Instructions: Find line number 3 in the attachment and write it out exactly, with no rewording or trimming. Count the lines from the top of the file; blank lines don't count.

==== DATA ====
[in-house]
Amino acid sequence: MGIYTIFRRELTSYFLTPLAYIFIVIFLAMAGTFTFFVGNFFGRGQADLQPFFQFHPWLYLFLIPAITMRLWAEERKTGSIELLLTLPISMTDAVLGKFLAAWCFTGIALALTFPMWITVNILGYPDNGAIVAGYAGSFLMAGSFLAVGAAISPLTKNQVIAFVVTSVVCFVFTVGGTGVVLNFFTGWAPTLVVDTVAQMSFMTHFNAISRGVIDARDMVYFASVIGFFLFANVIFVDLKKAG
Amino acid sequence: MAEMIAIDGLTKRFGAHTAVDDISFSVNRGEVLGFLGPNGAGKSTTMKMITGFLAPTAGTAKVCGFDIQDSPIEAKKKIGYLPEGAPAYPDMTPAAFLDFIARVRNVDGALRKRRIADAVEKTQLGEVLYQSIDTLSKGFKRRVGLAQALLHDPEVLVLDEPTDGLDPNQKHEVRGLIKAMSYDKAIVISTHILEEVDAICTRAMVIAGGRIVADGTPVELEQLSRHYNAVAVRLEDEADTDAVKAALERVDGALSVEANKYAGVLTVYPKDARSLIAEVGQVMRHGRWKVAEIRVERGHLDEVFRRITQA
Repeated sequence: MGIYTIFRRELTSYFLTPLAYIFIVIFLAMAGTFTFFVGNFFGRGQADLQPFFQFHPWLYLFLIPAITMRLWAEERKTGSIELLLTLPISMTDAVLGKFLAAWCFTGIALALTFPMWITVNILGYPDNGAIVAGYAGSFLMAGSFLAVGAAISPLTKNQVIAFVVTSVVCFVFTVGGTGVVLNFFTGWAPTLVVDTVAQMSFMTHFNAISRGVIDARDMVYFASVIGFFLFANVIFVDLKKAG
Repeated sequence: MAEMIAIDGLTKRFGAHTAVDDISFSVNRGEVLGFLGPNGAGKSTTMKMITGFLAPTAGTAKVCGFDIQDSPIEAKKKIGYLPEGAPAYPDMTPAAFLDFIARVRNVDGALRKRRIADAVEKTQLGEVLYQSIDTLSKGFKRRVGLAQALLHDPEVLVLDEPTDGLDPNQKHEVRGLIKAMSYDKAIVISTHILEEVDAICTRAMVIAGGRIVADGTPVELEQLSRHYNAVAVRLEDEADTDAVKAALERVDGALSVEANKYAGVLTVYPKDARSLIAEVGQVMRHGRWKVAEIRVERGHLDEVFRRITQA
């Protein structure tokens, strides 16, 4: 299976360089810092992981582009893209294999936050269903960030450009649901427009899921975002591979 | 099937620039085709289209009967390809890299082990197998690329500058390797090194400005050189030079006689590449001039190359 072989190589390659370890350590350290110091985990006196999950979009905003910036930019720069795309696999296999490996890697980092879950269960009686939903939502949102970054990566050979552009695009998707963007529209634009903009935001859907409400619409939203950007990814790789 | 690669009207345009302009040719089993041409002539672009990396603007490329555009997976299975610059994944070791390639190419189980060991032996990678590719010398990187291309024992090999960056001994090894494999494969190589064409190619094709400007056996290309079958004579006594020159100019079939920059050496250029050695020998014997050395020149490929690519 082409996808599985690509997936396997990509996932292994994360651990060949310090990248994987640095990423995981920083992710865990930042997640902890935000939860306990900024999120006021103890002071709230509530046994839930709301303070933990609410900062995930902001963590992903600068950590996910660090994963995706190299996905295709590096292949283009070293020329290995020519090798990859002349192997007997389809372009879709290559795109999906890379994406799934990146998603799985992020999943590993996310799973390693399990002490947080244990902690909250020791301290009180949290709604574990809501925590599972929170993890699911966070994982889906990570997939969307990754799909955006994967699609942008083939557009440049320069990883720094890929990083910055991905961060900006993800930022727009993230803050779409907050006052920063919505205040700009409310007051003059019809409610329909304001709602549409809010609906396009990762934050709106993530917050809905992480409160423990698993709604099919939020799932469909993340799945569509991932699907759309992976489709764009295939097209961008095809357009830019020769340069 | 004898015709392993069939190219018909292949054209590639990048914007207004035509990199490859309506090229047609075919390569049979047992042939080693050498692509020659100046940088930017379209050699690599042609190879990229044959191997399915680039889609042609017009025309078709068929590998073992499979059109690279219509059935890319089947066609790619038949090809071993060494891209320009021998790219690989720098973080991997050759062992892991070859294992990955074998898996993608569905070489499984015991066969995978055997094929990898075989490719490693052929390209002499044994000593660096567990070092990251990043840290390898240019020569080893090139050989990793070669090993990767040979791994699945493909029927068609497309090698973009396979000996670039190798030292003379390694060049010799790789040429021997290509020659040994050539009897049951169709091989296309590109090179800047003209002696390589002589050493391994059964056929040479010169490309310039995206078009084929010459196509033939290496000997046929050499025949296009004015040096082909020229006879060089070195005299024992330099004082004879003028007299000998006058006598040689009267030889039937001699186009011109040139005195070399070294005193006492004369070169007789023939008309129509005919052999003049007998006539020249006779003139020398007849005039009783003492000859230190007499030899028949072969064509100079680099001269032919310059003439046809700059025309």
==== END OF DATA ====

Amino acid sequence: MAEMIAIDGLTKRFGAHTAVDDISFSVNRGEVLGFLGPNGAGKSTTMKMITGFLAPTAGTAKVCGFDIQDSPIEAKKKIGYLPEGAPAYPDMTPAAFLDFIARVRNVDGALRKRRIADAVEKTQLGEVLYQSIDTLSKGFKRRVGLAQALLHDPEVLVLDEPTDGLDPNQKHEVRGLIKAMSYDKAIVISTHILEEVDAICTRAMVIAGGRIVADGTPVELEQLSRHYNAVAVRLEDEADTDAVKAALERVDGALSVEANKYAGVLTVYPKDARSLIAEVGQVMRHGRWKVAEIRVERGHLDEVFRRITQA